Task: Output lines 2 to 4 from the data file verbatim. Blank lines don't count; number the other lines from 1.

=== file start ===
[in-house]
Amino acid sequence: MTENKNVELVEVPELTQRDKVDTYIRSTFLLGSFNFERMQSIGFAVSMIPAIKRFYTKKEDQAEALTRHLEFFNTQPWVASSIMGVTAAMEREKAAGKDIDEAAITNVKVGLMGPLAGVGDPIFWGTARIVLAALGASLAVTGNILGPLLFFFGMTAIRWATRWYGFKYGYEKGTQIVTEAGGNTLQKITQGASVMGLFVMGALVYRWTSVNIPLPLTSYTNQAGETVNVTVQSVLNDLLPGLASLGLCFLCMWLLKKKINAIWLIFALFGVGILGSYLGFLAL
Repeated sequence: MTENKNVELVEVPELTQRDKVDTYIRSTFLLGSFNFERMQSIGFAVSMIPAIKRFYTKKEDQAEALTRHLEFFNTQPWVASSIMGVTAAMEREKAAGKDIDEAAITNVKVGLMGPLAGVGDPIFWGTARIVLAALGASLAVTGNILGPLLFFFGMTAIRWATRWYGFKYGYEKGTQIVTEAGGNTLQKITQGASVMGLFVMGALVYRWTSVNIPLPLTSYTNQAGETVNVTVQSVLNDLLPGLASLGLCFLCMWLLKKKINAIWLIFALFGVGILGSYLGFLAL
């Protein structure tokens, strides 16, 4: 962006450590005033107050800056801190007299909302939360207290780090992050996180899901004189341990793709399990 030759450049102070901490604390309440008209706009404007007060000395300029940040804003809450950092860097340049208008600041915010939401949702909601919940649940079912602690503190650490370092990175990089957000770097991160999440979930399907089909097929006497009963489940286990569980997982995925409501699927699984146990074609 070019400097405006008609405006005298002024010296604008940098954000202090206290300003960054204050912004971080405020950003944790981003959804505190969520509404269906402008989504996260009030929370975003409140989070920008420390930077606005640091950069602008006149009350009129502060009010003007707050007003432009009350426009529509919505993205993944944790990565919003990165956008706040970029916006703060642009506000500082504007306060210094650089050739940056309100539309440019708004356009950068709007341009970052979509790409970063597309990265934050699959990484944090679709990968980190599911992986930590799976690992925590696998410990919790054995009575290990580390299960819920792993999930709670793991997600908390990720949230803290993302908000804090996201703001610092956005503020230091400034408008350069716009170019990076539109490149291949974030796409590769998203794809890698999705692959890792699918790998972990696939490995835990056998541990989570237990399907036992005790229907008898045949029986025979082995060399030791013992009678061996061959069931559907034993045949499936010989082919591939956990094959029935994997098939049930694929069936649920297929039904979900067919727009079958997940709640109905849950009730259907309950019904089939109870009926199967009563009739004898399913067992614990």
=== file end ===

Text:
Amino acid sequence: MTENKNVELVEVPELTQRDKVDTYIRSTFLLGSFNFERMQSIGFAVSMIPAIKRFYTKKEDQAEALTRHLEFFNTQPWVASSIMGVTAAMEREKAAGKDIDEAAITNVKVGLMGPLAGVGDPIFWGTARIVLAALGASLAVTGNILGPLLFFFGMTAIRWATRWYGFKYGYEKGTQIVTEAGGNTLQKITQGASVMGLFVMGALVYRWTSVNIPLPLTSYTNQAGETVNVTVQSVLNDLLPGLASLGLCFLCMWLLKKKINAIWLIFALFGVGILGSYLGFLAL
Repeated sequence: MTENKNVELVEVPELTQRDKVDTYIRSTFLLGSFNFERMQSIGFAVSMIPAIKRFYTKKEDQAEALTRHLEFFNTQPWVASSIMGVTAAMEREKAAGKDIDEAAITNVKVGLMGPLAGVGDPIFWGTARIVLAALGASLAVTGNILGPLLFFFGMTAIRWATRWYGFKYGYEKGTQIVTEAGGNTLQKITQGASVMGLFVMGALVYRWTSVNIPLPLTSYTNQAGETVNVTVQSVLNDLLPGLASLGLCFLCMWLLKKKINAIWLIFALFGVGILGSYLGFLAL
């Protein structure tokens, strides 16, 4: 962006450590005033107050800056801190007299909302939360207290780090992050996180899901004189341990793709399990 030759450049102070901490604390309440008209706009404007007060000395300029940040804003809450950092860097340049208008600041915010939401949702909601919940649940079912602690503190650490370092990175990089957000770097991160999440979930399907089909097929006497009963489940286990569980997982995925409501699927699984146990074609 070019400097405006008609405006005298002024010296604008940098954000202090206290300003960054204050912004971080405020950003944790981003959804505190969520509404269906402008989504996260009030929370975003409140989070920008420390930077606005640091950069602008006149009350009129502060009010003007707050007003432009009350426009529509919505993205993944944790990565919003990165956008706040970029916006703060642009506000500082504007306060210094650089050739940056309100539309440019708004356009950068709007341009970052979509790409970063597309990265934050699959990484944090679709990968980190599911992986930590799976690992925590696998410990919790054995009575290990580390299960819920792993999930709670793991997600908390990720949230803290993302908000804090996201703001610092956005503020230091400034408008350069716009170019990076539109490149291949974030796409590769998203794809890698999705692959890792699918790998972990696939490995835990056998541990989570237990399907036992005790229907008898045949029986025979082995060399030791013992009678061996061959069931559907034993045949499936010989082919591939956990094959029935994997098939049930694929069936649920297929039904979900067919727009079958997940709640109905849950009730259907309950019904089939109870009926199967009563009739004898399913067992614990």